Unfortunately, bureaucrats do not understand pride – neither in the Brigade nor in a regiment. Neither do they understand teamwork. Nor morale. Nor the buddy-buddy system. They have no grasp of what makes the uniformed services so effective and efficient.

How can these faceless just-give-me-my-salary robots possibly understand that these brave men and women fight – whether that be a fire, the seas, or an armed enemy – spurred on by the weight of tradition and history; of others who did so before them.

And all that fighting, and loss, and honour, and tradition is encapsulated in a badge. A badge that the faceless ones have decided should be scrapped.

To the public, the badge being unceremoniously removed from the side of the fire engines will mean little. Yet this is the very badge that was worn by hundreds of courageous individuals who faced fire, went toe-to-toe with danger, saved lives and lost their life to smoke and fire. It is a poignant reminder of all that has gone before.

That’s why these men and women wear their cap badges with pride. They are people of honour. It is more than a badge; it’s a symbol.

Bean-counters, and the let’s-reorganise-for-the-sake-of-it bunch understand none of that. Yet they are the ones that make the decisions. How insulting.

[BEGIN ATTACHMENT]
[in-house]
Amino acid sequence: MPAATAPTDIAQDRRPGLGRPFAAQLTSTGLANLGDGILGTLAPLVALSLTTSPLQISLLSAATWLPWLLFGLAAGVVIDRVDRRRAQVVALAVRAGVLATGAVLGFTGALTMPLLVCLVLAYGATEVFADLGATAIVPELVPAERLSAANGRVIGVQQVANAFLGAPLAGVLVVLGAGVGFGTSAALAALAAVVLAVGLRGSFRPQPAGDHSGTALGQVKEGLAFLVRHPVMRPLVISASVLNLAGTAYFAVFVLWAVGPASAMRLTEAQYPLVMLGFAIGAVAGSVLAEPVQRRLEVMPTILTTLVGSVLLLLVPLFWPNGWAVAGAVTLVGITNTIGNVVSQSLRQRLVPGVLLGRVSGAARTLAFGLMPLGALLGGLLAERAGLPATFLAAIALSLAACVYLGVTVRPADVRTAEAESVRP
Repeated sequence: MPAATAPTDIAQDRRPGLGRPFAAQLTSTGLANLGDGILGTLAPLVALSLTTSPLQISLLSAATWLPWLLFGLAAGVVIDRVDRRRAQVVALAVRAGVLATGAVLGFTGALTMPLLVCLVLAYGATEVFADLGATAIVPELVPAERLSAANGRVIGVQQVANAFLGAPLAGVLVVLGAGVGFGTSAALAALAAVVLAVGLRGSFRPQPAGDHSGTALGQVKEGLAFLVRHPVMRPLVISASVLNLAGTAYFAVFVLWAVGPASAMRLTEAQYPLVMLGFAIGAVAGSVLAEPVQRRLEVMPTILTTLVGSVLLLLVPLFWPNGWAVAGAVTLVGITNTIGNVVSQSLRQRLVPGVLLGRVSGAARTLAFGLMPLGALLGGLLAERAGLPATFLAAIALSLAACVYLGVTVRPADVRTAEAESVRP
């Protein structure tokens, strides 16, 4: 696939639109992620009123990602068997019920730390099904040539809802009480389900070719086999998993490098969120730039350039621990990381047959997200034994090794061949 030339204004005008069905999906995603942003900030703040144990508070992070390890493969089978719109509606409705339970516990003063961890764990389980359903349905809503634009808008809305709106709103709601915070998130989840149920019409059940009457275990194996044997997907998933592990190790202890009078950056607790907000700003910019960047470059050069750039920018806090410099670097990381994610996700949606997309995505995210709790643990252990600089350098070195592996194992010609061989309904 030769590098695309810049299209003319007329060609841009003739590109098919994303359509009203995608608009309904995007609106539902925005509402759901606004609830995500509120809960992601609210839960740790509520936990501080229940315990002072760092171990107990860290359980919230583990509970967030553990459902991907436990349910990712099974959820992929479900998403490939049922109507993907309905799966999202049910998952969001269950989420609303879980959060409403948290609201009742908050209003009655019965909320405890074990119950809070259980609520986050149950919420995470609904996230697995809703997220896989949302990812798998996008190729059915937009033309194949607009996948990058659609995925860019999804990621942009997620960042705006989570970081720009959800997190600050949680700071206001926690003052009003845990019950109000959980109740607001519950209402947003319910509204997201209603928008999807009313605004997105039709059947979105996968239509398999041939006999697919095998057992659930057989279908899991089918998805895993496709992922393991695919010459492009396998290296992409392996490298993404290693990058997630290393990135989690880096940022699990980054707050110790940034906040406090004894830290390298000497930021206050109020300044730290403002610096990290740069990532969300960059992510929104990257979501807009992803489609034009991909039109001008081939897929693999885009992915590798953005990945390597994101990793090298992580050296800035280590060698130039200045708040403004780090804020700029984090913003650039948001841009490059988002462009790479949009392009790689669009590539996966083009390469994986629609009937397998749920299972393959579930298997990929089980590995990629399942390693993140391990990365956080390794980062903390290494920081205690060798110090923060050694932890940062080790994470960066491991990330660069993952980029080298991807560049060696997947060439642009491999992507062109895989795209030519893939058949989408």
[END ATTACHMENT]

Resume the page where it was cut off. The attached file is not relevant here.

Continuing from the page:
They have failed our brave men and women who face the danger and perils with no thought of their own safety. Those who do their duty for the brigade, the regiment, the history, the tradition and those who went before.

As one of my friends, and a long-serving firefighter, said about the pen-pushers: “They know the price of everything and the value of nothing.”

How true.

Drew McAdam


LORRY LOONIES

March 25, 2013

This week I drove all the way to Huddersfield where I was performing for several hundred accountants at an institute dinner.

Now, it’s easy to categorise people according to their occupation. For example, all accountants are boring. Entertainers are show-offs. Lorry drivers are all kings of the road.

It’s not always accurate, though. These accountants were a wonderful, lively bunch. Full of good humour.

And lorry drivers; kings of the road?